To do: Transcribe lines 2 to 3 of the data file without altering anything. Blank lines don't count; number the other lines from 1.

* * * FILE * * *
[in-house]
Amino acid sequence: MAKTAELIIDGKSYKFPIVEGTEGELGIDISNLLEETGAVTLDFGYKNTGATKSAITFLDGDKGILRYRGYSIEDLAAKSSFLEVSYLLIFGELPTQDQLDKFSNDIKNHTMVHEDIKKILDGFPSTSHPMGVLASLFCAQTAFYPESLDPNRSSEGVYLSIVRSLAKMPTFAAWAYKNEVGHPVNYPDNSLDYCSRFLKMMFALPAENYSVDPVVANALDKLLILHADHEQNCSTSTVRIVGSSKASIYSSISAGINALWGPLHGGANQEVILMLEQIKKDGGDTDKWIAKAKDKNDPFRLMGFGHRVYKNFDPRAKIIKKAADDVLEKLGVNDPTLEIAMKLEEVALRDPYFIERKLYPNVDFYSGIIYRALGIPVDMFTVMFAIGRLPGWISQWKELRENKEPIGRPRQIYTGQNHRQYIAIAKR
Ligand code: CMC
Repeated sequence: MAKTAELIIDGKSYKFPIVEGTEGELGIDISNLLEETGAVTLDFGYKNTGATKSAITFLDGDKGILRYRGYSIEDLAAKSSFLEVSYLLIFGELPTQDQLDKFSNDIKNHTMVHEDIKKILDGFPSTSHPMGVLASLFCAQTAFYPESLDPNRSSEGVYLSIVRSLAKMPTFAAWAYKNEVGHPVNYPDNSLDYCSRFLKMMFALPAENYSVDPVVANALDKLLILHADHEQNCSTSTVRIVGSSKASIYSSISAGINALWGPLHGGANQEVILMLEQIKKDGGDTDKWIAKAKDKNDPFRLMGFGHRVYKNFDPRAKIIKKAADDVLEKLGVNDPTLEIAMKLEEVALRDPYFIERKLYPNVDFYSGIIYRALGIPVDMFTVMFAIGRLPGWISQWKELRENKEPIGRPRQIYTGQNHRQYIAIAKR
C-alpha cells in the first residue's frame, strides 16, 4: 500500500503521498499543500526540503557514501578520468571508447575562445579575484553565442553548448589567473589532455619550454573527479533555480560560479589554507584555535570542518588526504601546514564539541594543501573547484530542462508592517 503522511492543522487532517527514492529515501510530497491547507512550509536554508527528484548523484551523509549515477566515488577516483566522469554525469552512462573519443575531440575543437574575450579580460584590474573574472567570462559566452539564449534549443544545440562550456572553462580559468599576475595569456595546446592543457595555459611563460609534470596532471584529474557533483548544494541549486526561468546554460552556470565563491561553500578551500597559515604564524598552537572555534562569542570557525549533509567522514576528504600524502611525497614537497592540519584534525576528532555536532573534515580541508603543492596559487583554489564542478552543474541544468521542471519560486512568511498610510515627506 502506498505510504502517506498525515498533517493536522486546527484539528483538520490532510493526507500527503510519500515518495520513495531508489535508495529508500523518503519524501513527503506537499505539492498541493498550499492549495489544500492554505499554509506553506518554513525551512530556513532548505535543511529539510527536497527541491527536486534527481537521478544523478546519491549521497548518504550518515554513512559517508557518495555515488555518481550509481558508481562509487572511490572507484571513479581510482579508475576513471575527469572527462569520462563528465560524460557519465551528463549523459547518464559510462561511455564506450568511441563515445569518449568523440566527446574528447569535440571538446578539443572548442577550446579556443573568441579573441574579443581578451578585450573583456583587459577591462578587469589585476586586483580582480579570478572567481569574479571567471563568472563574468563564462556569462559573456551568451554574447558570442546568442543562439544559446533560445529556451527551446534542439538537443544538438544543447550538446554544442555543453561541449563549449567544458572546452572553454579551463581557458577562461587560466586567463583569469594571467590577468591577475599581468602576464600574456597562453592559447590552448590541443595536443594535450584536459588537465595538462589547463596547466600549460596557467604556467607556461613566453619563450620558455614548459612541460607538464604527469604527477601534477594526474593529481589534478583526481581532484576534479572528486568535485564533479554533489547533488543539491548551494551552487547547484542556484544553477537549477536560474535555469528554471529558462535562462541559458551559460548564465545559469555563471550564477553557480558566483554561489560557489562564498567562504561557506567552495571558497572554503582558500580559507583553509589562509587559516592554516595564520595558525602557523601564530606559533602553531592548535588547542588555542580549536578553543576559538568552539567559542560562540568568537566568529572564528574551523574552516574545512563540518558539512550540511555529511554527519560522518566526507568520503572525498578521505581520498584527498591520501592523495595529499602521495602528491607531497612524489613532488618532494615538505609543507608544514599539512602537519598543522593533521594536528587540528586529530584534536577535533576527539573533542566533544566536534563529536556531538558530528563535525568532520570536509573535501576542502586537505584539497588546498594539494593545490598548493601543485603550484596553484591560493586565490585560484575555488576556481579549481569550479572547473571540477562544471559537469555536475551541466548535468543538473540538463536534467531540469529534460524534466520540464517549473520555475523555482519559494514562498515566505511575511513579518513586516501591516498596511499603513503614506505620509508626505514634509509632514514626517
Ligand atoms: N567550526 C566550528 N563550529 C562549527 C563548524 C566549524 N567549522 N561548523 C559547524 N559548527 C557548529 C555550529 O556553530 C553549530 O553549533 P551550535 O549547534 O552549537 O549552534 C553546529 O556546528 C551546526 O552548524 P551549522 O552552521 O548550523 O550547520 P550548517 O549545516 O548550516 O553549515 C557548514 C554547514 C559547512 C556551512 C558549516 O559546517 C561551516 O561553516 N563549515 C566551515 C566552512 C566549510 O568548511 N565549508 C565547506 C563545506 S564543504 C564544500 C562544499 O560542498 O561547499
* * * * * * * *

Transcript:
Amino acid sequence: MAKTAELIIDGKSYKFPIVEGTEGELGIDISNLLEETGAVTLDFGYKNTGATKSAITFLDGDKGILRYRGYSIEDLAAKSSFLEVSYLLIFGELPTQDQLDKFSNDIKNHTMVHEDIKKILDGFPSTSHPMGVLASLFCAQTAFYPESLDPNRSSEGVYLSIVRSLAKMPTFAAWAYKNEVGHPVNYPDNSLDYCSRFLKMMFALPAENYSVDPVVANALDKLLILHADHEQNCSTSTVRIVGSSKASIYSSISAGINALWGPLHGGANQEVILMLEQIKKDGGDTDKWIAKAKDKNDPFRLMGFGHRVYKNFDPRAKIIKKAADDVLEKLGVNDPTLEIAMKLEEVALRDPYFIERKLYPNVDFYSGIIYRALGIPVDMFTVMFAIGRLPGWISQWKELRENKEPIGRPRQIYTGQNHRQYIAIAKR
Ligand code: CMC